Learn geometric, telescoping convergence & divergence of a Series. Practice an important example of infinite series is the geometric series.

- If we add the terms of an infinite sequence \(\{a_n\}^\infty_{n=1}\) we get an expression a
_{1}+ a_{2}+ a_{3}.......... a_{n }+ .............

Which is called an infinite series and is derived in short by

\(\sum\limits^\infty_{n=1} \;\;a_n\;\; or \;\; \sum \; a_n \).

- Some infinite series will have finite sum, i.e we add more and more terms the sum gets closer to a quantity but never reaches that quantity.

\(e.g. \;\; \dfrac{1}{2} +\dfrac{1}{4} +\dfrac{1}{6} + ........\dfrac{1}{2^n} + ...... = \sum\limits^\infty_1 \; \dfrac{1}{2^n} = 1\)

We say that sum of this infinite series is 1.The following table shows the sum of series for a particular no. of term n .

n | Sum |
---|---|

1 | .5 |

2 | .75 |

3 | .875 |

4 | .9375 |

5 | .96875 |

6 | .984375 |

7 | .99218750 |

10 | .99902344 |

15 | .99996948 |

20 | .99999905 |

25 | .99999997 |

Some infinite series will not have a finite sum.

e.g. 1+2+3+ .........n+.......= \(\sum\limits^\infty_{1} \;n\)

The sum to this series is \(S_n\)= \(\dfrac {n(n+1)}{2}\)

The consider partial sum of the series

S_{1} = a_{1}

S_{2} = a_{1} + a_{2}

S_{3} = a_{1} + a_{2 + }a_{3}

S_{n} = a_{1} + a_{2 + }a_{3} + ....a_{n} = \(\sum\limits ^n_{i=1} a_i\)

These partial sum form a new sequence which may or may not have a limit.

If \(\lim\limits _{n\to\infty}\) S_{n} = S ( a finite number ) we call it the sum of infinite series \(\sum \; a_n\).

A \(S_5 = 42.62\)

B \(S_5 = 1.29\)

C \(S_5 = 13 .81\)

D \(S_5 = 16 .72\)

- Given a series \(\sum \limits _1^\infty\; a_n = a_1 +a_2 +a_3 +........a_n +.....\)
- Let S
_{n}denote it partial sum.

\(S_n = \sum \limits _{i=1}^n a_i = a_1 +a_2 +.....a_n\).

- If the sequence \(\{S_n\}\) is convergent and \(\lim\limits_{n\to \infty}\; S_n = S\) exists as a finite real number, then we say that series \(\sum a_n \) is convergent and we write

\(a_1+a_2+......a_n+....= S\;\;or\;\; \sum \limits^\infty_{n-1} \; a_n = S\)

The number \(S\) is called the sum of the series.

- If the sequence \(\{S_n\}\)is divergent, then we say that series is divergent

A \(S= \dfrac{2}{5}\)

B \(S= \dfrac{5}{2}\)

C \(S= \dfrac{15}{4}\)

D \(S = \dfrac{-1}{6}\)

- Suppose we have a number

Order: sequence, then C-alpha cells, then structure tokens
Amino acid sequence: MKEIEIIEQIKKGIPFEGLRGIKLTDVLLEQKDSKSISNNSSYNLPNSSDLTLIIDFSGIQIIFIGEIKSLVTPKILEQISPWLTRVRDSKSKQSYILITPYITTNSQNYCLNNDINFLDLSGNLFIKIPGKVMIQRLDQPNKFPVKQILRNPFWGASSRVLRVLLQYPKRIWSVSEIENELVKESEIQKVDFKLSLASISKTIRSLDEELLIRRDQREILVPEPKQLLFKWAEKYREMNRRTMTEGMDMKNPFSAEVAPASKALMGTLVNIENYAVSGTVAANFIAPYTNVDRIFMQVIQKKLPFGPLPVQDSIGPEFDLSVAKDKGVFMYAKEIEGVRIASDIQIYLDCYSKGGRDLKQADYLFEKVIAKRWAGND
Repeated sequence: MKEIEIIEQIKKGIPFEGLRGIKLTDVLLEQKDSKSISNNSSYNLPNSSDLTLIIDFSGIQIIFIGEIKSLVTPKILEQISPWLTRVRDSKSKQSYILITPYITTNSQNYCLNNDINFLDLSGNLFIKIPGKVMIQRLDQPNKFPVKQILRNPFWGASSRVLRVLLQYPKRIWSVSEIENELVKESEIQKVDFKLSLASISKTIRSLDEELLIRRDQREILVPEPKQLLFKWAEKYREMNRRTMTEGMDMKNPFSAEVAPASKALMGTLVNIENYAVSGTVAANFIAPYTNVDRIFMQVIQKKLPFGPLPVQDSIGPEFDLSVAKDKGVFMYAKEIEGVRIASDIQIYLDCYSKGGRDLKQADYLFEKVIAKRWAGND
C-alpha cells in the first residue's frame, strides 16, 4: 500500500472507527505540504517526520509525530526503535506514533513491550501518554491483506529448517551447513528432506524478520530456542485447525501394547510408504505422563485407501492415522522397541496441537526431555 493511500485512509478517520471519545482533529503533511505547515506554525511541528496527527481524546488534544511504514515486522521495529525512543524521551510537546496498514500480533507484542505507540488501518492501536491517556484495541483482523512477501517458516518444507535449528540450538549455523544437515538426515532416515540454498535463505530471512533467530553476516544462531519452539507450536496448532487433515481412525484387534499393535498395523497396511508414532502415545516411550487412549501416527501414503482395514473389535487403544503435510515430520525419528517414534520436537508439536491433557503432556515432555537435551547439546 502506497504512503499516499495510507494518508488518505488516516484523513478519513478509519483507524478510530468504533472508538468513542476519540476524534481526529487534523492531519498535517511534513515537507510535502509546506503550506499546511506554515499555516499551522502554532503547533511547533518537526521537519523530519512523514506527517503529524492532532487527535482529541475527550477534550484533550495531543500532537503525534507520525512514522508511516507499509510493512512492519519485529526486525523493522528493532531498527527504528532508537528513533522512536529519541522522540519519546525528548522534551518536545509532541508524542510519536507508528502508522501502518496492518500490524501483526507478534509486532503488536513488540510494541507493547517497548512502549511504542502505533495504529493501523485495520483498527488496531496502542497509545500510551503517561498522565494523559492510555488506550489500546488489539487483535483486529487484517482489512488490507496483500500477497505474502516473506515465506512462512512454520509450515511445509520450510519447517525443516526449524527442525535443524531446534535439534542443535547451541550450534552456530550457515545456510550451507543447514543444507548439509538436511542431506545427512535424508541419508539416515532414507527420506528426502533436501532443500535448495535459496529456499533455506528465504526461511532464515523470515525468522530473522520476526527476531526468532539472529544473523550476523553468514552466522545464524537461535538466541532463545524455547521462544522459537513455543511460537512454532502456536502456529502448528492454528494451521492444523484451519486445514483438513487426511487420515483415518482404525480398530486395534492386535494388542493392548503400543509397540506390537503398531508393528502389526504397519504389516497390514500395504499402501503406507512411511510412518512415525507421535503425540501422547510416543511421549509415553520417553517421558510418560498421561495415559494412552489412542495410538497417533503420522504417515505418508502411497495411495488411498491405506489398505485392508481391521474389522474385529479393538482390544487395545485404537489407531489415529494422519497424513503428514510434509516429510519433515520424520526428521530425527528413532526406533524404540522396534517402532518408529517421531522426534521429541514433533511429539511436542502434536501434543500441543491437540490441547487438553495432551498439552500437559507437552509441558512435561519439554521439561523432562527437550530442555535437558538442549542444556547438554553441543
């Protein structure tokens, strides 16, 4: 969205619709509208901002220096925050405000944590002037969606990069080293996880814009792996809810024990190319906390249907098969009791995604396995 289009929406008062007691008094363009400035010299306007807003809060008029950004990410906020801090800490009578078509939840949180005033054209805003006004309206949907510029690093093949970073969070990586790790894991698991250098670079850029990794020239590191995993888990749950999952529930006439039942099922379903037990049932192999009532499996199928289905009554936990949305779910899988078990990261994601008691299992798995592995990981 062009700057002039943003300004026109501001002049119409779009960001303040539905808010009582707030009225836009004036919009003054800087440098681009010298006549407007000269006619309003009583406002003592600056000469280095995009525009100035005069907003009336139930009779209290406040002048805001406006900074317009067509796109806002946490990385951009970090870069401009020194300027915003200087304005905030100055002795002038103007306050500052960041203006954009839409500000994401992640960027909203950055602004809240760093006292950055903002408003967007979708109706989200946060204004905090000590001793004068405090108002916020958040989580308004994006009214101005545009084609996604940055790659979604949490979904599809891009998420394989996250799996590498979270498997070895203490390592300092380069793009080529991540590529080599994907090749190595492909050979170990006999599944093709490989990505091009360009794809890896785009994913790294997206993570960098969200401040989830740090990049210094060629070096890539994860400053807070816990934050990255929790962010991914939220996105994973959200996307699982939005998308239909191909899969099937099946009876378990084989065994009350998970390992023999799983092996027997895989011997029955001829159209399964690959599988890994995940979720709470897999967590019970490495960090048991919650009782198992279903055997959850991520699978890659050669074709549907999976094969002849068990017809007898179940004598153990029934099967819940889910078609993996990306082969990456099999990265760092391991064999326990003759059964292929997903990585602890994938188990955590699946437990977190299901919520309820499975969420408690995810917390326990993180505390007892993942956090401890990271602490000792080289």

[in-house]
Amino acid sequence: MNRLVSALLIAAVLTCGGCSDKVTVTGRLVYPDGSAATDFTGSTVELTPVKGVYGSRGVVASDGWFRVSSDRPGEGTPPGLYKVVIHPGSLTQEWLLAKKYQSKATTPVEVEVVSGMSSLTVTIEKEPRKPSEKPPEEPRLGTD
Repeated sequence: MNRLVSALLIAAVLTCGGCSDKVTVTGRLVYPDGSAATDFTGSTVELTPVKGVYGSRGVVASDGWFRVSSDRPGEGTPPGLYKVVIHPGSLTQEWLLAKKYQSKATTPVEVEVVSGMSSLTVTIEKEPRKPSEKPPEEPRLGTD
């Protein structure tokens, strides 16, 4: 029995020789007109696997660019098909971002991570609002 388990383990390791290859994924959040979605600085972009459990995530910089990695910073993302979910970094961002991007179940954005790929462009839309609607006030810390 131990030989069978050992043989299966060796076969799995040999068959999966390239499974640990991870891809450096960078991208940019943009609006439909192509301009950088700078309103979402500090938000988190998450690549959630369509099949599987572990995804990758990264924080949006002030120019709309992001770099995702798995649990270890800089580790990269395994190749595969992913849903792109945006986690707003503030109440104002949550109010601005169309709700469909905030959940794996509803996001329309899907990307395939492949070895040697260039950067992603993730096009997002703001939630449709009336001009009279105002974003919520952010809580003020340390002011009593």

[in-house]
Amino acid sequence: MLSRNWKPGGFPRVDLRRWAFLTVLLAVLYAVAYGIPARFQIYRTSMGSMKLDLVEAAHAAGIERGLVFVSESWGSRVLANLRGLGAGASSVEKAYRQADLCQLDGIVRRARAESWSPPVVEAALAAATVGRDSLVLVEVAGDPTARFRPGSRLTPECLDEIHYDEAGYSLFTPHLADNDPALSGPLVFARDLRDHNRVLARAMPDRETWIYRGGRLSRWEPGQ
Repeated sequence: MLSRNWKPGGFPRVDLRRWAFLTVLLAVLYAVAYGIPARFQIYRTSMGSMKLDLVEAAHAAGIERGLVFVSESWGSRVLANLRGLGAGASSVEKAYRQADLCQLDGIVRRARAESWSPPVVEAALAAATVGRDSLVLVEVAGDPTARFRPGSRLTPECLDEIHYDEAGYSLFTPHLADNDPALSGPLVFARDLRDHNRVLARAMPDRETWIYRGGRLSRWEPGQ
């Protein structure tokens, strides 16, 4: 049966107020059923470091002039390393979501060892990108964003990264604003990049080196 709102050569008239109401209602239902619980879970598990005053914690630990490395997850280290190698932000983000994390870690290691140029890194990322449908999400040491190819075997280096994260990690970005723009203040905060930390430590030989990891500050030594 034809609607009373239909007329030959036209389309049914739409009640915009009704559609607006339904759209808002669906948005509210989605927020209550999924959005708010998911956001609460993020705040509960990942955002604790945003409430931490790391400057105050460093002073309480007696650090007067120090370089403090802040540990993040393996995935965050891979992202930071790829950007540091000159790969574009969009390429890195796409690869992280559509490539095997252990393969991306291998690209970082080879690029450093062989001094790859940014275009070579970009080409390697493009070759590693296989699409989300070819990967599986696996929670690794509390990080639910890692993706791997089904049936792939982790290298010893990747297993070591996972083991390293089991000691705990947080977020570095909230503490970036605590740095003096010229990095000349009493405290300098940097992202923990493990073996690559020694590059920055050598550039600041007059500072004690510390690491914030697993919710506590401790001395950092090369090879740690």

\(5.\overline{612} = 5.612612612.....\)

- Let \(x = 5. \overline {612} \) then \(1000 x = 5612 .\overline {612} \;\;\;\;— (1)\)

Subtracting equation (1) form (2) we get

\(999x = 5612.\overline {612}-5. \overline {612}\)

\(\Rightarrow \;\;999x = 5607\)

\(\Rightarrow \;\;x = \dfrac{5607}{999}\)

- In this way we can express any recurring decimal in the form of \(\dfrac{p}{q}\) where p,q are integers.
- We can also say that

\(x = 5. \overline {612} = 5. 612612612..... = 5 + \dfrac{612}{10 ^3}+ \dfrac{612}{10^6}+.....\)

\(= 5 + \dfrac{612/10^3}{1- 1/10^3} = 5 +\dfrac{612}{999} = \dfrac{5607}{999}\)

A \(\dfrac{5128}{999}\)

B \(\dfrac{3420}{999}\)

C \(\dfrac{3428}{999}\)

D \(\dfrac{512}{999}\)

- An important example of infinite series is the geometric series

\(a+ar+ar^2+ .......ar^{n-1} + .......=\sum \limits ^\infty_{n=1}\; ar^{n-1} (a\neq 0)\)

Note that each term is obtained by multiplying note preceding tern by r called common ratio fof this G.P.

- Consider \(S_n = a+ ar+ar^2 + .....ar^{n-1}\;\;\;\;\; — (1)\)

\(rS_n = ar + ar^2 + .... ar^{n=1} + ar^n \;\;\;\;\;\; — (2)\)

Equation (1) – Equation (2)

\(\Rightarrow \; S_n ( 1-r ) = a- ar ^n\)

\(\Rightarrow \; S_n = \dfrac{a(1-r^n)}{1-r} \)

Now \(r^n\rightarrow 0 \;\;as\;\; n \rightarrow \infty \; \text{only if }\; -1<r < 1\)

\( \therefore\) For \(-1<r<1 , \; \lim\limits _{n\to \infty} \; S_n = \dfrac{a}{1-r}\)

\(\therefore\;\; \sum \limits ^\infty_{n=1}\; ar^{n-1} \;\; = \; a+ar+ar^2 +..... ar^{n-1} .....\)

Is convergent if \(|r|<1\; or - 1 < r < 1\) and its sum is given by

\(\sum \limits ^\infty _{n = 1}\; ar ^{n-1}\; = S = \dfrac{a}{1-r}\)

- If \(|r| \geq 1\) then the geometric series diverges.

A \(S = 4\)

B \(S= 16\)

C \(S = \dfrac{5}{2}\)

D \(S = \dfrac{19}{2}\)

A \(x\in(-2,6)\)

B \(x\in (-1,7)\)

C \(x\in \left(\dfrac{1}{2}4\right)\)

D \(x\in (5, \infty)\)

- Consider the series \(\sum \limits_{n=1}^{\infty}\; \dfrac{1}{n (n+1)}\)
- We write this series as

\(\sum \limits _{n=1}^\infty \; \dfrac{1}{n(n+1)} = \sum\limits _1^\infty \left(\dfrac{1}{n} - \dfrac{1}{n+1}\right)\)

.\(\left(\dfrac{1}{1} -\dfrac{1}{2}\right)+\left(\dfrac{1}{2} -\dfrac{1}{3}\right)+....\left(\dfrac{1}{n}-\dfrac{1}{n+1}\right)+....\)

\(= 1- \dfrac{1}{n+1}\)

As \(n\to\infty\) this will tends to 1 as \(\dfrac{1}{n+1}\rightarrow0\) .

- So we say that the above series converges and sum of series is 1. The sum in which terms of the series cancel in pairs is called telescopic sum.